Direct lending priority of administration


Students from colleges in the Mid-Atlantic area gathered on the lawn of the United States Capitol recently to voice a simple plea to members of Congress: "Students, Not Banks!" The Congressional leadership, however, has sided with special interests and their lobbyists on a crucial issue for middle-class students and their families: student loans.

Helping students manage their educational debts is a big reason why the Clinton Administration supported the creation of a new student loan programs know as direct lending. direct lending makes it easier for families to pay for college by allowing graduates to pay back their student loans as a percentage of their income. In addition, direct lending is simple: College student aid offices issue federal loan funds directly to students, offering one-stop shopping that means no more trips to the bank or long lines to turn in loan papers. Students can choose the repayment plan that best fits their financial status. Now in its second year of operation, direct lending is being hailed as a hit by more than 1,350 participating colleges and almost two million student borrowers.

Who supports direct lending? Bush Administration officials first proposed it. The Clinton Administration and a bipartisan majority in Congress made it a reality in 1993. The colleges that enrolled in the program report that it is working well, as evidenced by the fact that none of them has asked to get out. The roster of direct lending schools includes many of the nation's most prominent universities, such as Ohio State University, MIT, Rice University, the University of Colorado, Harvard University and the University of Florida.

More importantly, students who use it love it, too. One student told Rolling Stone that direct lending is "the best thing since microwaveable brownies." Students say they like having a choice among several repayment options, rather than having a bank set the size of their payment. Borrowers can choose to make smaller payments in their first years out of school, when they are likely to earn less. Or, borrowers can choose to set their monthly payment as a percentage of their income - a big help for graduates who are just beginning their careers, starting families or entering low-paying public service employment.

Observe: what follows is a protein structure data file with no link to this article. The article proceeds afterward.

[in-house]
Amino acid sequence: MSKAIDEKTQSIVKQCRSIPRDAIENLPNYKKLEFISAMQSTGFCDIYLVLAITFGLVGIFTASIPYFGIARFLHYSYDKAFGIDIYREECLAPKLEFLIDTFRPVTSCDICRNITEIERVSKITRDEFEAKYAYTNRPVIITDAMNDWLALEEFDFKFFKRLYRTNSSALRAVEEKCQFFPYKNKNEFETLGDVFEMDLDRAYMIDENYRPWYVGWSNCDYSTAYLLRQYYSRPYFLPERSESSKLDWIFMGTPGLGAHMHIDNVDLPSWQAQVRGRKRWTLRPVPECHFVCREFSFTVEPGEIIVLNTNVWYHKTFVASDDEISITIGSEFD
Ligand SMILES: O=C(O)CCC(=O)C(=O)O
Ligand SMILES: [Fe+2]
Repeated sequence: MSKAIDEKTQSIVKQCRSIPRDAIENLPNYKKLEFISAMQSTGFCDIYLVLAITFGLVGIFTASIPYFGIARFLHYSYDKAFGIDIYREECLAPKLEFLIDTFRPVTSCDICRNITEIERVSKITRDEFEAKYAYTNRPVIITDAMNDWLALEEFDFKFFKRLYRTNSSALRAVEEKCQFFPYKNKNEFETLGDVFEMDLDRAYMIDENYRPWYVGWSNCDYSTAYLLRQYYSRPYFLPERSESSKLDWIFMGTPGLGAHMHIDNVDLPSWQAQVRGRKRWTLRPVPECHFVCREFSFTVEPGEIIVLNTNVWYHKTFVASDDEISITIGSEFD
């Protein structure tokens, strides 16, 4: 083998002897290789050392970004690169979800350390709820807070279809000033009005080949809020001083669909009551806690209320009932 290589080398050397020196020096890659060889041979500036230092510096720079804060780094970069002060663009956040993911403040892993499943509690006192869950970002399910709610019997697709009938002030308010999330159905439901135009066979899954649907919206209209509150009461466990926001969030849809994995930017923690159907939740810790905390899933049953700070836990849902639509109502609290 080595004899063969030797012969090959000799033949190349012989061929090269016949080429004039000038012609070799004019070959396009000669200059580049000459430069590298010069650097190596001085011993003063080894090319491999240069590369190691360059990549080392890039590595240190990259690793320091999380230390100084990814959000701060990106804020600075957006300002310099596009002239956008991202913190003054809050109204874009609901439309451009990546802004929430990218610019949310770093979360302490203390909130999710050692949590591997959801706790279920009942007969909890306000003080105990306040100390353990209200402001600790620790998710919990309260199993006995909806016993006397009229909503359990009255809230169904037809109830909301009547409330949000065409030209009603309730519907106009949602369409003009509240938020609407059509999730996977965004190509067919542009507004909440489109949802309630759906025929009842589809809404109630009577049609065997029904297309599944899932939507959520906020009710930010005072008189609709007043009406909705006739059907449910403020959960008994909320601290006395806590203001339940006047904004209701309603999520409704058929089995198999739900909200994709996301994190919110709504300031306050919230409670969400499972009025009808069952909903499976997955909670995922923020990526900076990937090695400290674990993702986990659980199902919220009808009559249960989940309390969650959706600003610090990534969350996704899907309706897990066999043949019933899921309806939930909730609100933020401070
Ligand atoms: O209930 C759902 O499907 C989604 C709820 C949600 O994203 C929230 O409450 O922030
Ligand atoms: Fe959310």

So, who opposes direct lending? The financial middlemen who benefit from the old loan program, earning billions of dollars each year while assuming virtually no financial risk. That's because the guaranteed loan system gives them a federal guarantee to replace their money if a borrower defaults, as well as hefty federal subsidies for participating in the guaranteed loan program. The bottom line is that the special interests' profits are threatened, and their lobbyists have made clear to Congress that they expect to be protected. They do not want competition from a new system that works better.

The leaders of the majority in Congress say that they are prepared to shrink direct lending or kill it outright, thereby forcing almost two million student borrowers back into the old system. And when there is no competition, the incentive to improve the system for the student and families that use it will disappear. The President's veto blocked the first legislative attack on direct lending, but the special interests and their Congressional allies continue to oppose this improvement in student loans.

Direct lending is a Clinton Administration priority because it makes it easier for families and students to pay for college and for students to further their education. Direct lending embodies everything that the American people expect today from their government: less cost to taxpayers, less red tape, better customer service. This is a case of special interests vs. students and colleges. We side with the students and colleges, so that college officials can choose between the two programs to decide which one works best for their students and their institution.

Richard W. Riley
U.S. Education Secretary